Ok, so we aren't IN the twin cities. We are in a suburb, Northwest of Minneapolis, called Maple Grove. Our immediate surroundings are helpful. We have things like Walmart, Cub Foods and REI. I think it is fair to say we earned these modern conveniences after spending a month in the U.P. We also have a place called 'LEANN CHIN'. We drove past it several times and made chin jokes. We felt it was poor branding to associate yourself with a body part that nobody wants MORE of. It's like that Chinese place in the mall that hands out free samples but classier looking. Anyhow, our curiosity grabbed us and we went in. The food was fantastic. So, I have concluded that eating LEANN CHIN will, in fact, give you more chins but the food is SO good, you won't care. 

In addition to acquiring more chins, we have done some sightseeing. We went into Minneapolis and bummed around downtown for a day. We ditched the car at a parking structure and rode on the light rail. It's a very simple, yet very effective system. You got one train that connects Minneapolis to Mall of America and another train that connects St Paul to Minneapolis. I am fascinated by public transit. Every time I visit a new city I am determined to conquer their transportation grid and act like a local. When in Rome...
Taking a trip on the Blue Line
Giant Slices at Pizza La Vista
Twins vs Tigers at Target Field. Tigers won 8-6 but Phil Coke almost ruined everything...again. 

Speaking of Mall of America, we did that whole thing. It's ridiculous. I mean, I've always heard about it and thought it sounded decent. I pictured a giant mall with a roller-coaster inside of it. It felt like something that was maybe past its prime. (Didn't gimmick malls peak in the early 90s?) Anyhow, I was pleasantly surprised at this place. It is a monstrosity with an amusement park in the middle of it. They are planning to double in size soon and add a Great Wolf Lodge and connect to an existing IKEA. This, in addition to the tons of shops, restaurants, night clubs and department stores. Imagine a mall with a Best Buy inside of it. Let that roll around in your head for a minute. Only at the Mall of America.
This is just a portion of the amusement park inside the mall. We had a BLAST here.

The food court was awesome. We went with Chipotle because it is a staple of our marriage. It is the one constant in dining that supersedes all other options. Don't ask me why, it's just our mutual go-to when eating out. We ate our burritos, scored some sale items and had a fun day of acting like typical tourists. Fun Facts: 1) There is NO SALES TAX on clothes in Minnesota 2) Despite being in the Midwest, the Mall of America is not heated.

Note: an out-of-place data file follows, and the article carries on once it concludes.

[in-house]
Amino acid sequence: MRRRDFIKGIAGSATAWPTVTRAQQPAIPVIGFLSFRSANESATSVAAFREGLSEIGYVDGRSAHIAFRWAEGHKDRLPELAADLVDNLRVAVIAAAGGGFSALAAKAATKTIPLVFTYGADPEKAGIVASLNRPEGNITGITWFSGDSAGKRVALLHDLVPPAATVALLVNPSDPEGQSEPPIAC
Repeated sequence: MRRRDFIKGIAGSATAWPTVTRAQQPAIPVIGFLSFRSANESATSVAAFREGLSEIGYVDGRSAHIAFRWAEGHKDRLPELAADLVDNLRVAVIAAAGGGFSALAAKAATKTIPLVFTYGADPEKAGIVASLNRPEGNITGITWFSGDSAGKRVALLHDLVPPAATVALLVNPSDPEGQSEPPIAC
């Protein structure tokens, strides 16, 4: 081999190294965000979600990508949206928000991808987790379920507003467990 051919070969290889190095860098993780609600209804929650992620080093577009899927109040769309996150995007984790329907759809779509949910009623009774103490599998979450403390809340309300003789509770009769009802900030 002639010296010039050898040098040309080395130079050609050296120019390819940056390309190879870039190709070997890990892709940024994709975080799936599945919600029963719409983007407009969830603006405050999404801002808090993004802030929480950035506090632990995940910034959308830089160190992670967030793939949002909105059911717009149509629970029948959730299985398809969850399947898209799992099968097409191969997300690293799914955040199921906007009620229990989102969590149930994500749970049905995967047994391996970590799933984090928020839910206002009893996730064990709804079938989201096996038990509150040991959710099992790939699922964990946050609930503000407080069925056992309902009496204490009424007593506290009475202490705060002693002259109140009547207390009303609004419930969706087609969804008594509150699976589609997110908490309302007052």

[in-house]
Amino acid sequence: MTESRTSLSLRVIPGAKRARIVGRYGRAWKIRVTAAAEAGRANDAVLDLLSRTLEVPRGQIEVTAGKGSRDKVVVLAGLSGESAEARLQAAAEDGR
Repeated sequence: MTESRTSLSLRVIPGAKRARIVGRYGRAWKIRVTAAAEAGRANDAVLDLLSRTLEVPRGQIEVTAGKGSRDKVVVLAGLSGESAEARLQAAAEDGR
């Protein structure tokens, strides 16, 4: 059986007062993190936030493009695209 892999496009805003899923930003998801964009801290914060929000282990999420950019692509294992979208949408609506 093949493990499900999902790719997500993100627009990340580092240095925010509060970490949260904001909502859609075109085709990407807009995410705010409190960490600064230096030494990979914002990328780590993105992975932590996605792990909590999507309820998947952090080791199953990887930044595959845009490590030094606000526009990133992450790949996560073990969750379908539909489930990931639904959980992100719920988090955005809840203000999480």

This girl has a shopping addiction. 

Minneapolis has a lot of great parks right outside of the downtown area. We spent an afternoon at one of them and enjoyed some recreation and family bonding. Minnehaha Park is right in town but it doesn't feel like it. The Minnehaha Creek drops 40 feet over the Minnehaha Falls and pours out into the Mississippi River. Along the way there are 5 bridges for you to walk across while you explore historic markers with a tour you can take using your mobile phone. The park also features restaurants, bike rentals, picnic areas, playgrounds, disc golf and photographers flock to this place. Good for watching people and nature.
These pedal cars are really popular at Minnehaha Park. They look fun and relaxing but you can definitely feel the burn. 
Noah at Minnehaha Falls
Kickin' it on the bridge. 

As much as we want to go out and see the sights in this great town, there is a certain degree of 'settling down' that has been taking place. We have been at this for over a month now and summer is coming to an end. Yes, we get to live on the road but the boys need to have their time for learning and I have a business to run. So, Jessica has incorporated school time just about every morning and she has done a beautiful job with it. She just takes off her mommy hat and puts on her teacher hat and the boys respond wonderfully. I occasionally stick my head in there and try to help when one of the boys is struggling with concentration. Mostly I just step back and keep quiet. We are truly fortunate to have a mom like Jessica. She takes education seriously and inspires wonder in our children.
Morning Circle. It is how they begin the school day. 
Noah doing color bead stair. 
Our stove during school time. The couch, camper stairs, picnic table and cabinet all have works in them too.